The Environment Agency has introduced 3,000 young barbel into to the River Dearne as part of an ongoing project to restore the river’s fish populations.
The juvenile barbel, a bottom-feeding species of fish, were put in groups of 600 in sites at Adwick, Bolton-upon-Dearne, Darfield, Cundy Cross and Barugh Bridge.
This is the third year of a six-year stocking programme. Anglers told the Environment Agency that barbel had been proving more elusive to catch on the river and official surveys confirmed that young fish were few and far between.
Fisheries officer Jerome Masters said:
Hundreds of barbel were released into the River Dearne back in 1999 and 2002 but we never saw large numbers of young being produced in the river. Water quality has continued to improve since then, and ongoing habitat improvements combined with fish passes mean that the River Dearne is a far better place for barbel than it was back then. This is why the time is right to give this species another helping hand.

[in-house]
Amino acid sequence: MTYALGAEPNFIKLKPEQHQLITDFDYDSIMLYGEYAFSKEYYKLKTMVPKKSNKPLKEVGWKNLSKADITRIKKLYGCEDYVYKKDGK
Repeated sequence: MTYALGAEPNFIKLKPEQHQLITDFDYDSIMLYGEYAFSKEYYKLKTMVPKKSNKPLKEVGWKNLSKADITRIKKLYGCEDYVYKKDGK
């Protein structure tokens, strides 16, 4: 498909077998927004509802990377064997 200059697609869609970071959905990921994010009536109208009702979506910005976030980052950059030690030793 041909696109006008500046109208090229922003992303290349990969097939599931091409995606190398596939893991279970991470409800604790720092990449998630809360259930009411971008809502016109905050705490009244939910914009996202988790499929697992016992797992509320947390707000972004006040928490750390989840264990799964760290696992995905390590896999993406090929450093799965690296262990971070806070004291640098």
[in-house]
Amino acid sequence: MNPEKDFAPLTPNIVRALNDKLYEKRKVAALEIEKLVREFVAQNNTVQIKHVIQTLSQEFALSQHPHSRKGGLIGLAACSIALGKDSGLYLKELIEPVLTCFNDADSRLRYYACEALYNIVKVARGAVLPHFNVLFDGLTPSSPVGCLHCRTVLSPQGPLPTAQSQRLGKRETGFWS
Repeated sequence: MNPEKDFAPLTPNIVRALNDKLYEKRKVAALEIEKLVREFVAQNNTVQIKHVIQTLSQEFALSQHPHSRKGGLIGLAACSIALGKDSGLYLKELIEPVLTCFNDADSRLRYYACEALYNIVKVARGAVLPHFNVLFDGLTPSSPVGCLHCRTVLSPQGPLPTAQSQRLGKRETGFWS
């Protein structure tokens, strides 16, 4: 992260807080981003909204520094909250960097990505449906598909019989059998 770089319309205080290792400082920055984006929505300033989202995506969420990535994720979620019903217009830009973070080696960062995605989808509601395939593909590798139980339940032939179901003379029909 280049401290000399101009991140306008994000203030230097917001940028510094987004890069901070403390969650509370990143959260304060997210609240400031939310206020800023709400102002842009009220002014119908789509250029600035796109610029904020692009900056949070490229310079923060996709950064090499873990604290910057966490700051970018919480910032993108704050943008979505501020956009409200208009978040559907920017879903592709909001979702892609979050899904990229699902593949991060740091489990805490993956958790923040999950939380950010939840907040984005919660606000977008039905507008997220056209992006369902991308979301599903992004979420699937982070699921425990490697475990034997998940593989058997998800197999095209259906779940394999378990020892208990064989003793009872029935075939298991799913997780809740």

Barbel are very popular with anglers and are renowned for their fighting prowess once hooked. Adults can reach up to 20lb in weight.
The Environment Agency releases fish into our waterways annually. Fisheries officers target fish stocking activity using data from local fish surveys to identify where there are problems with poor breeding and survival.
The fish have been supplied by the Environment Agency’s fish farm in Calverton, Nottinghamshire, and their introduction has been funded by the rod licence money that anglers pay annually.